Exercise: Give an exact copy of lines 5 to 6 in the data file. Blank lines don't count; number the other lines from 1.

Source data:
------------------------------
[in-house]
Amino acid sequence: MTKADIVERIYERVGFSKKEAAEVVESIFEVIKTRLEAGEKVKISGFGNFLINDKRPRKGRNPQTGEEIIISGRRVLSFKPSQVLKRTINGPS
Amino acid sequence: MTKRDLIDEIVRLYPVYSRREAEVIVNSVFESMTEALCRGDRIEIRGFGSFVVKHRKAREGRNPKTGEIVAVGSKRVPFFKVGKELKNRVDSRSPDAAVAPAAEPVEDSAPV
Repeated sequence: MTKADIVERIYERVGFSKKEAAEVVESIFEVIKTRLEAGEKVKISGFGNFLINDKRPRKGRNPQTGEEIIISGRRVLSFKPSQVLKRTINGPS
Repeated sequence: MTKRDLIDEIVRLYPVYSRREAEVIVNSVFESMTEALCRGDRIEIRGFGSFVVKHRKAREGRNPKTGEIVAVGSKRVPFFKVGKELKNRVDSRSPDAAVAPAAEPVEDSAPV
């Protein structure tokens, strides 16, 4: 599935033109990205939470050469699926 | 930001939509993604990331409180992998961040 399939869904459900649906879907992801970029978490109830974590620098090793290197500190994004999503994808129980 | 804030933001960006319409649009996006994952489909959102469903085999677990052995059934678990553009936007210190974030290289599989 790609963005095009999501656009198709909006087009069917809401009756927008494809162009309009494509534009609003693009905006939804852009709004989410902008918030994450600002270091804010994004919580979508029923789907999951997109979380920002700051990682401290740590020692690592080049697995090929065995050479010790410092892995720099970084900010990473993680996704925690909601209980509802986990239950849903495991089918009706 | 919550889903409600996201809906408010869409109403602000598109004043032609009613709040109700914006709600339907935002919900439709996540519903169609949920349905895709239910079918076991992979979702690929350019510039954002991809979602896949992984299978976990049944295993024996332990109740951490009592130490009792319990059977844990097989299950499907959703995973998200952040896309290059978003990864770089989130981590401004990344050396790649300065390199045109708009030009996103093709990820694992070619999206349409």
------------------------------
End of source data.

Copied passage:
Repeated sequence: MTKRDLIDEIVRLYPVYSRREAEVIVNSVFESMTEALCRGDRIEIRGFGSFVVKHRKAREGRNPKTGEIVAVGSKRVPFFKVGKELKNRVDSRSPDAAVAPAAEPVEDSAPV
């Protein structure tokens, strides 16, 4: 599935033109990205939470050469699926 | 930001939509993604990331409180992998961040 399939869904459900649906879907992801970029978490109830974590620098090793290197500190994004999503994808129980 | 804030933001960006319409649009996006994952489909959102469903085999677990052995059934678990553009936007210190974030290289599989 790609963005095009999501656009198709909006087009069917809401009756927008494809162009309009494509534009609003693009905006939804852009709004989410902008918030994450600002270091804010994004919580979508029923789907999951997109979380920002700051990682401290740590020692690592080049697995090929065995050479010790410092892995720099970084900010990473993680996704925690909601209980509802986990239950849903495991089918009706 | 919550889903409600996201809906408010869409109403602000598109004043032609009613709040109700914006709600339907935002919900439709996540519903169609949920349905895709239910079918076991992979979702690929350019510039954002991809979602896949992984299978976990049944295993024996332990109740951490009592130490009792319990059977844990097989299950499907959703995973998200952040896309290059978003990864770089989130981590401004990344050396790649300065390199045109708009030009996103093709990820694992070619999206349409």